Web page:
By mapping your customer journey, you provide great insight into designing experiences. It is recommended that you find out what competitors are doing as part of your strategy to convince decision-makers. Additionally, identify stakeholders who are influential enough to champion your mapping effort. A quick stakeholder analysis will be a useful prelude to this process.  Next, run a small pilot project using simple diagrams. To sell your mapping effort to top management you will need to create a succinct statement that addresses the business problem in focus.

An example pitch could be as follows: “By visually aligning various aspects of the customer experience with business processes, you’ll be able to see how best to create and capture value across channels. It will also yield insights into innovative products and services that outperform competitors”. How about that for a pitch! Feel free to craft one that will suit your purpose as you seek to make a case for mapping your customer journey to management. The experts advise very clearly that ‘Mapping Customer Journeys provides the insight for the design of better experiences. This, in turn, contributes to revenue growth’. (Kalbach, 2016).

Deciding on a direction

Two key areas of concern to address in your mapping project are the organizational goals and the types of experiences you seek to map.  Diagrams are most effective when they align with the organization’s goals. Key questions to ask at this stage include, what is the mission of the organization? How does the organization create, deliver, and capture value? How does the organization want to grow? What are the strategic goals? What markets and segments are served? What are the gaps in knowledge? Most organizations have relationships with multiple parties namely, suppliers, distributors, partners, customers, and customers’ customers. The experts’ advice here is that; to determine the experiences to map, first understand the value chain: a depiction of key actors and the flow of value to individuals.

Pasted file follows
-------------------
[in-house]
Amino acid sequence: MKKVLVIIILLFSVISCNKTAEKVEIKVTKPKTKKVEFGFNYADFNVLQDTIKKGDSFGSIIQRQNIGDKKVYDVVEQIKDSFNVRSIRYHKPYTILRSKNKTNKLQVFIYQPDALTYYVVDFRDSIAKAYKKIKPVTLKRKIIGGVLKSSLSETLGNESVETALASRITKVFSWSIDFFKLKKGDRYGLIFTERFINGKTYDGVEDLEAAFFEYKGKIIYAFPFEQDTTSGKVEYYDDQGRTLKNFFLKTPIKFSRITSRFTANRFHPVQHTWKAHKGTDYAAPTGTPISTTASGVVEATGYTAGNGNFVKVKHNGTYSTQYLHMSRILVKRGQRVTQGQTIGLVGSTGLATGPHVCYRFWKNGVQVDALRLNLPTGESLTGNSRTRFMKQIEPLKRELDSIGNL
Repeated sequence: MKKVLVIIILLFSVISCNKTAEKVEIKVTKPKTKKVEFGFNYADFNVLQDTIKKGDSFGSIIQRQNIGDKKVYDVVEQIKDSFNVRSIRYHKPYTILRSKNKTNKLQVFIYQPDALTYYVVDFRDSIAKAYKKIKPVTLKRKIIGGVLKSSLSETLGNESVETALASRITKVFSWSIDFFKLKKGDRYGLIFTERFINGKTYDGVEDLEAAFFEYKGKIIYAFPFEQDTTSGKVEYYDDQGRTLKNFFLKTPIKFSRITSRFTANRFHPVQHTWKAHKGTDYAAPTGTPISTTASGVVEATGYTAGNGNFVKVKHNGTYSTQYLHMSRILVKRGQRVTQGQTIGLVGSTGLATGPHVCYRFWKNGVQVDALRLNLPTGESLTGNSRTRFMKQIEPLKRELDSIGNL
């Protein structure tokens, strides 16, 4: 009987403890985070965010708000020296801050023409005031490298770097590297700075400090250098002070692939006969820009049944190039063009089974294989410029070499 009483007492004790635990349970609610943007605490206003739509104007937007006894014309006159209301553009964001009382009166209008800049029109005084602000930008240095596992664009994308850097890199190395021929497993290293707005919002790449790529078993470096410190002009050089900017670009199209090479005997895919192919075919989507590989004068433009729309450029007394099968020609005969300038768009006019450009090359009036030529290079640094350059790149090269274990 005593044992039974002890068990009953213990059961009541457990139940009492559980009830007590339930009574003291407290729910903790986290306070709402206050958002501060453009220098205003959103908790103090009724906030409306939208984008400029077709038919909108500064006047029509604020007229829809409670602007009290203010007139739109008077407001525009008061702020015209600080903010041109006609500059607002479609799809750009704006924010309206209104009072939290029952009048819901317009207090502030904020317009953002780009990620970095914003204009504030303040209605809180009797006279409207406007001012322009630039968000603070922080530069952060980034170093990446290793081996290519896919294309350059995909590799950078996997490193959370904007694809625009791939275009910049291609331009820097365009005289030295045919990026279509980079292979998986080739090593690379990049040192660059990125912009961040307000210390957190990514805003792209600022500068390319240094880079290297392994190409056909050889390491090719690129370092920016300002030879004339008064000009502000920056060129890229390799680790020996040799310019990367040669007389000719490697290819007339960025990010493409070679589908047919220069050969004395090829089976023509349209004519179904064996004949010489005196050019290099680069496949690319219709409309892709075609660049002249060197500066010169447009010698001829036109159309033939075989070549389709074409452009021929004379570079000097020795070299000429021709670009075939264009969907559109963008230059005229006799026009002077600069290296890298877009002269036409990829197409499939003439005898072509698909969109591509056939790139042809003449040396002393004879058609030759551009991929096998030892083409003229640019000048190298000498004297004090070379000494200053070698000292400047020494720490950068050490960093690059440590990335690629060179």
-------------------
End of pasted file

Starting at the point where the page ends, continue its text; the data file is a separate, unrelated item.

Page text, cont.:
What you seek to address in your mapping efforts is the customer value chain. There are several diagrams to map to address the customer value chain.  These are the Service Blueprint, chronological in the structure used by frontline personnel, internal teams, and managers to improve an existing service or brainstorm new ones. It focuses on real-time actions and physical evidence across channels. For example, a hotel might map out the entire service experience of its check-in process.  This will typically address the step-by-step process of a specific customer journey, the channel-based touchpoints, one by one, and the backstage processes, across different stakeholders and actions.